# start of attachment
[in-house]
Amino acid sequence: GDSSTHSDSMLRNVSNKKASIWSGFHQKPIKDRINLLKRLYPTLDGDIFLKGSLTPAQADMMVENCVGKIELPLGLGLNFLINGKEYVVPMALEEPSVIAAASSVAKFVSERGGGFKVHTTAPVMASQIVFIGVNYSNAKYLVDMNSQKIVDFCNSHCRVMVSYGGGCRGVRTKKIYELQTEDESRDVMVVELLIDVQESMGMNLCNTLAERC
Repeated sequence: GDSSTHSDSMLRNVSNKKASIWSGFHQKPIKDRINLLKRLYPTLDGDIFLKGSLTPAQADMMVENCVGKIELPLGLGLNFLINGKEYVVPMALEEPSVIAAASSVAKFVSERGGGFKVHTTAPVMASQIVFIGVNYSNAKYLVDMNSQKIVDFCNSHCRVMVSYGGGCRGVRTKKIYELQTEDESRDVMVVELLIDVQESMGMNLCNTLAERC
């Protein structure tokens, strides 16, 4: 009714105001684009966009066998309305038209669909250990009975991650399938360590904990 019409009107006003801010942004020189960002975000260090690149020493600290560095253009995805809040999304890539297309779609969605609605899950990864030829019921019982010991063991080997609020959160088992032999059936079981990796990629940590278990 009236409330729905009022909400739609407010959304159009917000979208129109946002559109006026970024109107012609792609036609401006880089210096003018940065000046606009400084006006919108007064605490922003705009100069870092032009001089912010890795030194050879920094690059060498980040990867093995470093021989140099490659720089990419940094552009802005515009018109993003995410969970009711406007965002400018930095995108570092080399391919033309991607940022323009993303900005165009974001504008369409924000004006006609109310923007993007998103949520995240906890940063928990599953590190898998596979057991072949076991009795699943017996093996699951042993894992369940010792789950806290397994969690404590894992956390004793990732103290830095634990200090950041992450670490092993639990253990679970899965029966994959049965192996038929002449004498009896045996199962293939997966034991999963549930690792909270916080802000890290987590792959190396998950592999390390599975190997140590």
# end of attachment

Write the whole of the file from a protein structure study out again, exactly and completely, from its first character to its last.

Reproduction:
[in-house]
Amino acid sequence: GDSSTHSDSMLRNVSNKKASIWSGFHQKPIKDRINLLKRLYPTLDGDIFLKGSLTPAQADMMVENCVGKIELPLGLGLNFLINGKEYVVPMALEEPSVIAAASSVAKFVSERGGGFKVHTTAPVMASQIVFIGVNYSNAKYLVDMNSQKIVDFCNSHCRVMVSYGGGCRGVRTKKIYELQTEDESRDVMVVELLIDVQESMGMNLCNTLAERC
Repeated sequence: GDSSTHSDSMLRNVSNKKASIWSGFHQKPIKDRINLLKRLYPTLDGDIFLKGSLTPAQADMMVENCVGKIELPLGLGLNFLINGKEYVVPMALEEPSVIAAASSVAKFVSERGGGFKVHTTAPVMASQIVFIGVNYSNAKYLVDMNSQKIVDFCNSHCRVMVSYGGGCRGVRTKKIYELQTEDESRDVMVVELLIDVQESMGMNLCNTLAERC
């Protein structure tokens, strides 16, 4: 009714105001684009966009066998309305038209669909250990009975991650399938360590904990 019409009107006003801010942004020189960002975000260090690149020493600290560095253009995805809040999304890539297309779609969605609605899950990864030829019921019982010991063991080997609020959160088992032999059936079981990796990629940590278990 009236409330729905009022909400739609407010959304159009917000979208129109946002559109006026970024109107012609792609036609401006880089210096003018940065000046606009400084006006919108007064605490922003705009100069870092032009001089912010890795030194050879920094690059060498980040990867093995470093021989140099490659720089990419940094552009802005515009018109993003995410969970009711406007965002400018930095995108570092080399391919033309991607940022323009993303900005165009974001504008369409924000004006006609109310923007993007998103949520995240906890940063928990599953590190898998596979057991072949076991009795699943017996093996699951042993894992369940010792789950806290397994969690404590894992956390004793990732103290830095634990200090950041992450670490092993639990253990679970899965029966994959049965192996038929002449004498009896045996199962293939997966034991999963549930690792909270916080802000890290987590792959190396998950592999390390599975190997140590």